Past and Present

In this issue
April 9, 2014

Jonathan Tobin: Why Did Kerry Lie About Israeli Blame?

Samuel G. Freedman: A resolution 70 years later for a father's unsettling legacy of ashes from Dachau

Jessica Ivins: A resolution 70 years later for a father's unsettling legacy of ashes from Dachau

Kim Giles: Asking for help is not weakness

Kathy Kristof and Barbara Hoch Marcus: 7 Great Growth Israeli Stocks

Matthew Mientka: How Beans, Peas, And Chickpeas Cleanse Bad Cholesterol and Lowers Risk of Heart Disease

Sabrina Bachai: 5 At-Home Treatments For Headaches

The Kosher Gourmet by Daniel Neman Have yourself a matzo ball: The secrets bubby never told you and recipes she could have never imagined

April 8, 2014

Lori Nawyn: At Your Wit's End and Back: Finding Peace

Susan B. Garland and Rachel L. Sheedy: Strategies Married Couples Can Use to Boost Benefits

David Muhlbaum: Smart Tax Deductions Non-Itemizers Can Claim

Jill Weisenberger, M.S., R.D.N., C.D.E : Before You Lose Your Mental Edge

Dana Dovey: Coffee Drinkers Rejoice! Your Cup Of Joe Can Prevent Death From Liver Disease

Chris Weller: Electric 'Thinking Cap' Puts Your Brain Power Into High Gear

The Kosher Gourmet by Marlene Parrish A gift of hazelnuts keeps giving --- for a variety of nutty recipes: Entree, side, soup, dessert

April 4, 2014

Rabbi David Gutterman: The Word for Nothing Means Everything

Charles Krauthammer: Kerry's folly, Chapter 3

Amy Peterson: A life of love: How to build lasting relationships with your children

John Ericson: Older Women: Save Your Heart, Prevent Stroke Don't Drink Diet

John Ericson: Why 50 million Americans will still have spring allergies after taking meds

Cameron Huddleston: Best and Worst Buys of April 2014

Stacy Rapacon: Great Mutual Funds for Young Investors

Sarah Boesveld: Teacher keeps promise to mail thousands of former students letters written by their past selves

The Kosher Gourmet by Sharon Thompson Anyone can make a salad, you say. But can they make a great salad? (SECRETS, TESTED TECHNIQUES + 4 RECIPES, INCLUDING DRESSINGS)

April 2, 2014

Paul Greenberg: Death and joy in the spring

Dan Barry: Should South Carolina Jews be forced to maintain this chimney built by Germans serving the Nazis?

Mayra Bitsko: Save me! An alien took over my child's personality

Frank Clayton: Get happy: 20 scientifically proven happiness activities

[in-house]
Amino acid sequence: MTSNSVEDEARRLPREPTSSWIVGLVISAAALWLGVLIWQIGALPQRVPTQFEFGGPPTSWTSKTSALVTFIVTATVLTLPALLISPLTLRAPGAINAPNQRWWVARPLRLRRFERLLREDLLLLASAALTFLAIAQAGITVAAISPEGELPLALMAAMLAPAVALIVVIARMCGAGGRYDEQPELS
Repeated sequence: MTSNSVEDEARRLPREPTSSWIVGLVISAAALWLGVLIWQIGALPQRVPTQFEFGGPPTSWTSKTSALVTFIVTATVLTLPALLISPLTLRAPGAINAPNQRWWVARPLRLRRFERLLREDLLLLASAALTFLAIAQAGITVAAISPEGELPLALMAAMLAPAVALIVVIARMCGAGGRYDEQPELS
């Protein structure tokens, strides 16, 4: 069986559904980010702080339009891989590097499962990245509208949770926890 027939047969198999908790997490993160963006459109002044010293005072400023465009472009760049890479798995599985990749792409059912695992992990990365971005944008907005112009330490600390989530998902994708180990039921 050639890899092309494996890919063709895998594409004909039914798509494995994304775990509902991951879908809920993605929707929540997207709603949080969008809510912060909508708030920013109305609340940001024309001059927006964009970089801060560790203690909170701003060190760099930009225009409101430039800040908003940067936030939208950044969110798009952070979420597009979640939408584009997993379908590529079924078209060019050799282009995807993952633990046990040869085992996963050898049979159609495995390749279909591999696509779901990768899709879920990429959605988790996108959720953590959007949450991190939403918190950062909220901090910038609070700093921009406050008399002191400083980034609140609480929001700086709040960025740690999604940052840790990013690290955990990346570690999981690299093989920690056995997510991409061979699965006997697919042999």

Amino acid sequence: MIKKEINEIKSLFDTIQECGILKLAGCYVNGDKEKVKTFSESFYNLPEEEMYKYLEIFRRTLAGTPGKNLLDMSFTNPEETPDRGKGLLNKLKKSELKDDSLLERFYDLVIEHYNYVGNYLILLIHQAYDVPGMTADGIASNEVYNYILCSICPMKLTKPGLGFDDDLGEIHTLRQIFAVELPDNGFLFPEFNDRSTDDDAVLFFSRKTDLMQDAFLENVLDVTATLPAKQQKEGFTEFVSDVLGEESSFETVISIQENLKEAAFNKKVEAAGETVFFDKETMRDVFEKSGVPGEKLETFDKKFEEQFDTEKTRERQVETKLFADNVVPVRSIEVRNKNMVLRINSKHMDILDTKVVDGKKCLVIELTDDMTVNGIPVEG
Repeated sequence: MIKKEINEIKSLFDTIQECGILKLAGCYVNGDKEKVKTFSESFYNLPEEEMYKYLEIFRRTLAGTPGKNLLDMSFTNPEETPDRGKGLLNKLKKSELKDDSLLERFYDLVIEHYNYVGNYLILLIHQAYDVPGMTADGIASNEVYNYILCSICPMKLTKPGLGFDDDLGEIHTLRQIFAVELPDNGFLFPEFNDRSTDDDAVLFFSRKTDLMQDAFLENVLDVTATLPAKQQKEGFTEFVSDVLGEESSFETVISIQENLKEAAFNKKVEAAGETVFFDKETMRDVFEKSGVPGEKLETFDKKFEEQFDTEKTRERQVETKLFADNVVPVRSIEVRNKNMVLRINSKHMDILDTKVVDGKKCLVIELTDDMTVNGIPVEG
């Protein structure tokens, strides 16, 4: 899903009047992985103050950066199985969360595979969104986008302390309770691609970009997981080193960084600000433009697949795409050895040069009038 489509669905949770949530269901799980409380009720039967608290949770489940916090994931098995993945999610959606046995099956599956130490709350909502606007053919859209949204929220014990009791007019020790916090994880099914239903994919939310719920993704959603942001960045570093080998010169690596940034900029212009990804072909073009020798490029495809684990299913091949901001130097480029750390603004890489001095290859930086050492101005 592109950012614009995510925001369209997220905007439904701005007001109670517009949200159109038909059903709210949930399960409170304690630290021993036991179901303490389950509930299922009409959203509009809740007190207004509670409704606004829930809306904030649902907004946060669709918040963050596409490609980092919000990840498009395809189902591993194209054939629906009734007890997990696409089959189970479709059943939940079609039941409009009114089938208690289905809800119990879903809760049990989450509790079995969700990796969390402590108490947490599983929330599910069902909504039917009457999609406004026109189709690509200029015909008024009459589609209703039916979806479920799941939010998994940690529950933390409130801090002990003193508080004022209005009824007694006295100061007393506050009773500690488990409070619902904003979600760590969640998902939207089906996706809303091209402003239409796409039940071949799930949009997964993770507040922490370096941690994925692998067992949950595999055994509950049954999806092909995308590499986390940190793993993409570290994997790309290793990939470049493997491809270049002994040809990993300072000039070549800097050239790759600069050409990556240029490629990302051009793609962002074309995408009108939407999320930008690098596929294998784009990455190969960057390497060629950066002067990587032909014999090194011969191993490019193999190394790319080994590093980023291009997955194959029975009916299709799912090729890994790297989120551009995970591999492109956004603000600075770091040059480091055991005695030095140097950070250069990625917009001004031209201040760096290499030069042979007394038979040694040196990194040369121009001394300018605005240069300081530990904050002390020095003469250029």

Susan Scutti: It's Genetic! Obesity and the 'Carb Breakdown' Gene

Lecia Bushak: Why Hand Sanitizer May Actually Harm Your Health

Stacy Rapacon: Great Funds You Can Own for $500 or Less

Cameron Huddleston: 7 Ways to Save on Home Decor

The Kosher Gourmet by Steve Petusevsky Exploring ingredients as edible-stuffed containers (TWO RECIPES + TIPS & TECHINQUES)

Jewish World Review March 21, 2005 / 10 Adar II, 5765

Haunted by history

By Suzanne Fields

Bruno Ganz as Adolf Hitler and Heino Ferch as Albert Speer in "Downfall"
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Email this article | There was almost an audible sigh of relief in certain precincts when "Downfall," a movie about Hitler's last days in the Berlin bunker, did not win an Academy Award for best foreign film.

Some critics thought the movie, with several strong and believable acting performances, tried to humanize Hitler. Others speculated about why the filmmaker wanted to lend complexity — and inevitably, sympathy — to those surrounding Der Fuehrer who were eager to die with him rather than live in a world without National Socialism. A good filmmaker with a wonderful cast can weave an illusionary spell that goes well beyond analysis.

"Downfall" was controversial enough here, but it set off an even greater debate in Germany, one that continues with the publication of "Hitler's Volksstaat," a new best-selling controversial book about the Third Reich by German historian Gotz Aly. The professor offers an original theory about why Germans so willingly followed Hitler to ruin. It's a theory with economic relevance today. Germans, he says, accepted Hitler's evil because he introduced social policies that benefited the majority of the German people. Ordinary "good" Germans were "seduced" by National Socialism's heady mix of "high-speed history making" and generous state handouts.